from The American Heritage® Dictionary of the English Language, 4th Edition

  • n. The quantum of acoustic or vibrational energy, considered a discrete particle and used especially in mathematical models to calculate thermal and vibrational properties of solids.

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  • n. The quantum of acoustic or vibrational energy (sound), considered a discrete particle rather than a wave.


from Wiktionary, Creative Commons Attribution/Share-Alike License

From Ancient Greek φωνή (phōnḗ, "sound") + -on. Modelled after photon.


  • The phonon is a particle used in quantum mechanics to describe the propagation of sound in a crystal matrix.

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  • The connection between energy and wavelength in, for example, crystal oscillations, termed the phonon dispersion relation, is a complicated function.

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  • And, because the phonon and reddened photon are generated together, they share their quantum state-that is, the phonon and the photon are entangled.

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  • Laser pulses were used to put the two diamonds into a state where they were entangled with one another through a shared vibration known as a phonon.

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  • In crystals this source is a phonon, which is a bundle of energy resulting from vibrations in the crystal's lattice and which has a large momentum.

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  • That's possible because phonons have a wavelength which is similar in size to a DNA helix and this allows standing waves to form, a phenomenon known as phonon trapping.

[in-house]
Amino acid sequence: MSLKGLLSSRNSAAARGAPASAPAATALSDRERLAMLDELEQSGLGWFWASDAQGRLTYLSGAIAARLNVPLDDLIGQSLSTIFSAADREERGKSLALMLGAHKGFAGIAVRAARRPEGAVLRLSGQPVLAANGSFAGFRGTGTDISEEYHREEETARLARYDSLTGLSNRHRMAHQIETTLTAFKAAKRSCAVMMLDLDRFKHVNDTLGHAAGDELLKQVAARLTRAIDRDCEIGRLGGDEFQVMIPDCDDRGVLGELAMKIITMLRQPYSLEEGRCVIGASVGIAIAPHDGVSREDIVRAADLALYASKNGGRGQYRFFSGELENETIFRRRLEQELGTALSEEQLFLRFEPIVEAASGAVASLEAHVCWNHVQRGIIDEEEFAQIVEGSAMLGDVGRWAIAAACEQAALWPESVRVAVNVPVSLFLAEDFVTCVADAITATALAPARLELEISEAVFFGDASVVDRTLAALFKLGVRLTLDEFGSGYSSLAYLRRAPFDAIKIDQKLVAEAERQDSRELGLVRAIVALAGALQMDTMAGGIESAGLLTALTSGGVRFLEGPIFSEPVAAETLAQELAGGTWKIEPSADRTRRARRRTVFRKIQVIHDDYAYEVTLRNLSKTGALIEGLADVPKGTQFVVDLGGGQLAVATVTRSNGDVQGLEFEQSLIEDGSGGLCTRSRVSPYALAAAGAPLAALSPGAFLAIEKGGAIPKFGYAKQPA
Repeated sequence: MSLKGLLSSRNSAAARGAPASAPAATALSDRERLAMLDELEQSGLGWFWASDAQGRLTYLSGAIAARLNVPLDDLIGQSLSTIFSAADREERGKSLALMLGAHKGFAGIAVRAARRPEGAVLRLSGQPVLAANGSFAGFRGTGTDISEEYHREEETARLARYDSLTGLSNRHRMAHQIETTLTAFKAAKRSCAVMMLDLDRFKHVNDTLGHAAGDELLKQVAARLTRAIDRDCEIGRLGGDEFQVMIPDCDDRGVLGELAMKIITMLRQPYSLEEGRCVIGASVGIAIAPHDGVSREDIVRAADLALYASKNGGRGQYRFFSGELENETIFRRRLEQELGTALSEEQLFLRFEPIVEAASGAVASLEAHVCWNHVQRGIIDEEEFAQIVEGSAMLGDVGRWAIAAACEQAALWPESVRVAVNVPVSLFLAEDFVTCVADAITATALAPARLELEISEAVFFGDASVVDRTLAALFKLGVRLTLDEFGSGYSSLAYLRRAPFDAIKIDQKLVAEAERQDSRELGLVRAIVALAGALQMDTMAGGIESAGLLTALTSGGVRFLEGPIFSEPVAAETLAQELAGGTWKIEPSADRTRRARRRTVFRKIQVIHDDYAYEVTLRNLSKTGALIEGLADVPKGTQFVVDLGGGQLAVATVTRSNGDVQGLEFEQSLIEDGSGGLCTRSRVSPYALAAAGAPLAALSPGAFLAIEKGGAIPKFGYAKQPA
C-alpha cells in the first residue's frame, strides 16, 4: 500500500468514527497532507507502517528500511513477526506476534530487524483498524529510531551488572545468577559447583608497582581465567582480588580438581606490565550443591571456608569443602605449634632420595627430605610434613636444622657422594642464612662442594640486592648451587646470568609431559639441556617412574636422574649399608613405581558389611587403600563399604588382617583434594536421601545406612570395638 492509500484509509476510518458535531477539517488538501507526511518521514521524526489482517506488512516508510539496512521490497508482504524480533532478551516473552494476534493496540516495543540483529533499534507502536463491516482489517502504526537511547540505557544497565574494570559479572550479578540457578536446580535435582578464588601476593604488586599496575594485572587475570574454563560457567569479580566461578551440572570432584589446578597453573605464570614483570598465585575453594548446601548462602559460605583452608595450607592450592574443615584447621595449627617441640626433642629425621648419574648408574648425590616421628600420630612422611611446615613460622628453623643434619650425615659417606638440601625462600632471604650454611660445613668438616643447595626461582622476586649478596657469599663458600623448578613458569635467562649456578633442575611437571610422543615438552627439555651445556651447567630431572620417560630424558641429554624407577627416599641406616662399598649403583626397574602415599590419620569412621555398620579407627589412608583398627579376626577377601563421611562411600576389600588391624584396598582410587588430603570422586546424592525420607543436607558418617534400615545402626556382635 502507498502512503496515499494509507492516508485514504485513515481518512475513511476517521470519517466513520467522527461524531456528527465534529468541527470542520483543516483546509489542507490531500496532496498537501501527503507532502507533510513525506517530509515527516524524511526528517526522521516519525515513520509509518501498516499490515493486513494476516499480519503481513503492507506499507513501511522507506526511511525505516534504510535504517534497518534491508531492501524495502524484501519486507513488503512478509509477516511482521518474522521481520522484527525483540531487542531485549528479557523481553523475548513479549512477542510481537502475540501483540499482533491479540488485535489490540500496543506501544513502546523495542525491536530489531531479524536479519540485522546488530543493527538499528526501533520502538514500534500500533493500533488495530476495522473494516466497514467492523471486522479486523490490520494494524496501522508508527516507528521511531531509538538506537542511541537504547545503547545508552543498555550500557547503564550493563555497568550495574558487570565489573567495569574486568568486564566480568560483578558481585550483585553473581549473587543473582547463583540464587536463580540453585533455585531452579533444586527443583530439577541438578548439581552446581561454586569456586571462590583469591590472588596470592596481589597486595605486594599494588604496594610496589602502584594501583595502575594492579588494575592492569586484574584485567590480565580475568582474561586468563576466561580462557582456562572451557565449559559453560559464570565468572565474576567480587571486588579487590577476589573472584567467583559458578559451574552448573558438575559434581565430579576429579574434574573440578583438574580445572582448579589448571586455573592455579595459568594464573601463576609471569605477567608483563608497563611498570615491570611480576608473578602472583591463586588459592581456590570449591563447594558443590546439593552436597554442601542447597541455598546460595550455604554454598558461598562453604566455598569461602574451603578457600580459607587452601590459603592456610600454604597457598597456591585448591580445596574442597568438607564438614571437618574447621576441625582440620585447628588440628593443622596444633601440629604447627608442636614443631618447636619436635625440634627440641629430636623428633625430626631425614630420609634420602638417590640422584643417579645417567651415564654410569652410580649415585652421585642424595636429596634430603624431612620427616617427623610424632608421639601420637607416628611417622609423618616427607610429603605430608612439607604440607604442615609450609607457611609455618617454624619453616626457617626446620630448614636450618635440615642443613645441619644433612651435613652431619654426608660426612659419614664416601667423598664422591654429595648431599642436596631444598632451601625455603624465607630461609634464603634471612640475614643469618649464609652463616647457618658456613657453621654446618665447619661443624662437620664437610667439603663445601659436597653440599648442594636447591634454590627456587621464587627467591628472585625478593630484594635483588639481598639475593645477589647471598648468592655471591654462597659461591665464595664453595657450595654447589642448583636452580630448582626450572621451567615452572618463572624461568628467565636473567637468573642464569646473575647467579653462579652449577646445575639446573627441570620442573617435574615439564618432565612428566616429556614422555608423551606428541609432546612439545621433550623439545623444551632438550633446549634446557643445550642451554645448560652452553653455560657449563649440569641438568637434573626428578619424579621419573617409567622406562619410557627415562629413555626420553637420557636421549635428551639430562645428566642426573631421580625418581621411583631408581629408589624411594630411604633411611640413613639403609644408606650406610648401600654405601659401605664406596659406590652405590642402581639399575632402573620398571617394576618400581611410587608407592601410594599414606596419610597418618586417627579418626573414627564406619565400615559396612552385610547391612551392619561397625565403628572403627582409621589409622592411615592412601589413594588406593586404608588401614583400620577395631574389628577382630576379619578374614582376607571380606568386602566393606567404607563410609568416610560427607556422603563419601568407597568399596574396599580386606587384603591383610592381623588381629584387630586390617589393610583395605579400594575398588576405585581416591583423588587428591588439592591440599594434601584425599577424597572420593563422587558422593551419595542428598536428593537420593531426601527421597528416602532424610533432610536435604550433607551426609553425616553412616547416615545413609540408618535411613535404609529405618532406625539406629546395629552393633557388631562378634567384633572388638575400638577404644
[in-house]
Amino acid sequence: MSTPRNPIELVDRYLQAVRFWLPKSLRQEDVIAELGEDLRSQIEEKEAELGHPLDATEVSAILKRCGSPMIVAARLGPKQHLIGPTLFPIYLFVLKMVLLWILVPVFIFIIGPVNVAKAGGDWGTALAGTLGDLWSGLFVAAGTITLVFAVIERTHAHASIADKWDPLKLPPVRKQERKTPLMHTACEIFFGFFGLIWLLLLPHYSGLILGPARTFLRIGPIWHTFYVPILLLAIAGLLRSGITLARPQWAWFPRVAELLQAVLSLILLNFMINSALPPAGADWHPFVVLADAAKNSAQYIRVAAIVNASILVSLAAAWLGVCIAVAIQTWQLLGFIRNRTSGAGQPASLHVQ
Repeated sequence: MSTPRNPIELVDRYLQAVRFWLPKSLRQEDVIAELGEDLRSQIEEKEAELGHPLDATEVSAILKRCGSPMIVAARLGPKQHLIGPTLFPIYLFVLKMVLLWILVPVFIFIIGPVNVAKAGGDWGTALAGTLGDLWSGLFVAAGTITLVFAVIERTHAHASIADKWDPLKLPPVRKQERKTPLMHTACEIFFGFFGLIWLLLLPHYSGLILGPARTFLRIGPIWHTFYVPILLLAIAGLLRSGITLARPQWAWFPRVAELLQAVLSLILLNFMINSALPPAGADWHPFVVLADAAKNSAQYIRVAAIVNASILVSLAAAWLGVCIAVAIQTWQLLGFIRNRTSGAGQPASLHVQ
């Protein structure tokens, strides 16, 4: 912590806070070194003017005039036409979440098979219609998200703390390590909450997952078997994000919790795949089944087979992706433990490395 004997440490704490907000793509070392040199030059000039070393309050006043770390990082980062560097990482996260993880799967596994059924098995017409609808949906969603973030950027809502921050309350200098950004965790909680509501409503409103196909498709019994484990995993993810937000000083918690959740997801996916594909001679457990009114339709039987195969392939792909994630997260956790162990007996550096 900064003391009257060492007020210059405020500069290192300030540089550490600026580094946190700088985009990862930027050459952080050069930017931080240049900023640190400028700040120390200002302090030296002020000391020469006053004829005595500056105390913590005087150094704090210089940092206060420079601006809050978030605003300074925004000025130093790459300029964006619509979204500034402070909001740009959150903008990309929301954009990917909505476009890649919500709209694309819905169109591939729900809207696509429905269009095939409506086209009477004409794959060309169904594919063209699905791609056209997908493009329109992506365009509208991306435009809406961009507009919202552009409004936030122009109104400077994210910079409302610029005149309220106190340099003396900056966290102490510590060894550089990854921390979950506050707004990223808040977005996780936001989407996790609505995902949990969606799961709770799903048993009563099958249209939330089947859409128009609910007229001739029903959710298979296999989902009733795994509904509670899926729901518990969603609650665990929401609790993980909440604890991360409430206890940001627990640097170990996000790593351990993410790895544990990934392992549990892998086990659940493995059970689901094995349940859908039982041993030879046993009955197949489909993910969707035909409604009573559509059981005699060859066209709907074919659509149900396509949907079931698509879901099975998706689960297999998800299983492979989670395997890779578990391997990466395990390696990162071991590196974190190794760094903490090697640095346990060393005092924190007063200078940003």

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  • In a sense, then, "phonon" is just a fancy word for a particle of heat.

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  • A similar kind of phonon trapping is known to cause problems in silicon structures of the same size.

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  • "Using the word 'phonon' emphasizes the quantum nature of the process," Mendonca said. - latest science and technology news stories

  • This tunable phonon-exciton system could allow novel applications such as phonon lasers.

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  • "The concept of phonons was introduced in 1932 by Russian physicist Igor Tamm. The name phonon comes from the Greek word φωνή (phonē), which translates as sound or voice because long-wavelength phonons give rise to sound."


    April 29, 2013

  • Mode of vibration occurring in a rigid crystal lattice, such as the atomic lattice of a solid. The study of phonons is an important part of solid state physics. See also: roton.

    January 21, 2009